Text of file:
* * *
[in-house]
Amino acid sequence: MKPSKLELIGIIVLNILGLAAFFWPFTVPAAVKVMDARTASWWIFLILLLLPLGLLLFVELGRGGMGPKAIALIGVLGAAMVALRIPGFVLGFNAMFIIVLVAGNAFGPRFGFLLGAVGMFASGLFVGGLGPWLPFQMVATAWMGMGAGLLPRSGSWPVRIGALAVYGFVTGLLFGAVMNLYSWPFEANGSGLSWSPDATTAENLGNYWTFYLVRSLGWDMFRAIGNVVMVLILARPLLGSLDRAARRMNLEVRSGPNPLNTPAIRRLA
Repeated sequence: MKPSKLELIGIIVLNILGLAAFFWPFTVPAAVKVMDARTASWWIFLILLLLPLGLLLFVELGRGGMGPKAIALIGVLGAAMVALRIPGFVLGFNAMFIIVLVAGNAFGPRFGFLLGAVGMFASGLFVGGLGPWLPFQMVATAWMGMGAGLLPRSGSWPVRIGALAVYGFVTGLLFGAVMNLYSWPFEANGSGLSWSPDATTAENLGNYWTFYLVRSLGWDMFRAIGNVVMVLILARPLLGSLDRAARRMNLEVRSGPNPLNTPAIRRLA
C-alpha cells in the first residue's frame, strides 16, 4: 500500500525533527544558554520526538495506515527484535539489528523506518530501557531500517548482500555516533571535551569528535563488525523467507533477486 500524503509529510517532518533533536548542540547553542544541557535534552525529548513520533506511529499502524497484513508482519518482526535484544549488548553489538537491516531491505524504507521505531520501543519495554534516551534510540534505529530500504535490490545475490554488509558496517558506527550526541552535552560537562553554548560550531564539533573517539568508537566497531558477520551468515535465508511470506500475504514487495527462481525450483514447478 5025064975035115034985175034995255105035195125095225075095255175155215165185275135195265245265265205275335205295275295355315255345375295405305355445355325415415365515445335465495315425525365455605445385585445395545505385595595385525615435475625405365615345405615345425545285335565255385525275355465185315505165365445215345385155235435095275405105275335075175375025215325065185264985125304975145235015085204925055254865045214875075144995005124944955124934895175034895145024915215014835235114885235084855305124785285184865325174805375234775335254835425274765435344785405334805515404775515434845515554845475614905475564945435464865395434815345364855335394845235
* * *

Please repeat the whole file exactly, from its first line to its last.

[in-house]
Amino acid sequence: MKPSKLELIGIIVLNILGLAAFFWPFTVPAAVKVMDARTASWWIFLILLLLPLGLLLFVELGRGGMGPKAIALIGVLGAAMVALRIPGFVLGFNAMFIIVLVAGNAFGPRFGFLLGAVGMFASGLFVGGLGPWLPFQMVATAWMGMGAGLLPRSGSWPVRIGALAVYGFVTGLLFGAVMNLYSWPFEANGSGLSWSPDATTAENLGNYWTFYLVRSLGWDMFRAIGNVVMVLILARPLLGSLDRAARRMNLEVRSGPNPLNTPAIRRLA
Repeated sequence: MKPSKLELIGIIVLNILGLAAFFWPFTVPAAVKVMDARTASWWIFLILLLLPLGLLLFVELGRGGMGPKAIALIGVLGAAMVALRIPGFVLGFNAMFIIVLVAGNAFGPRFGFLLGAVGMFASGLFVGGLGPWLPFQMVATAWMGMGAGLLPRSGSWPVRIGALAVYGFVTGLLFGAVMNLYSWPFEANGSGLSWSPDATTAENLGNYWTFYLVRSLGWDMFRAIGNVVMVLILARPLLGSLDRAARRMNLEVRSGPNPLNTPAIRRLA
C-alpha cells in the first residue's frame, strides 16, 4: 500500500525533527544558554520526538495506515527484535539489528523506518530501557531500517548482500555516533571535551569528535563488525523467507533477486 500524503509529510517532518533533536548542540547553542544541557535534552525529548513520533506511529499502524497484513508482519518482526535484544549488548553489538537491516531491505524504507521505531520501543519495554534516551534510540534505529530500504535490490545475490554488509558496517558506527550526541552535552560537562553554548560550531564539533573517539568508537566497531558477520551468515535465508511470506500475504514487495527462481525450483514447478 5025064975035115034985175034995255105035195125095225075095255175155215165185275135195265245265265205275335205295275295355315255345375295405305355445355325415415365515445335465495315425525365455605445385585445395545505385595595385525615435475625405365615345405615345425545285335565255385525275355465185315505165365445215345385155235435095275405105275335075175375025215325065185264985125304975145235015085204925055254865045214875075144995005124944955124934895175034895145024915215014835235114885235084855305124785285184865325174805375234775335254835425274765435344785405334805515404775515434845515554845475614905475564945435464865395434815345364855335394845235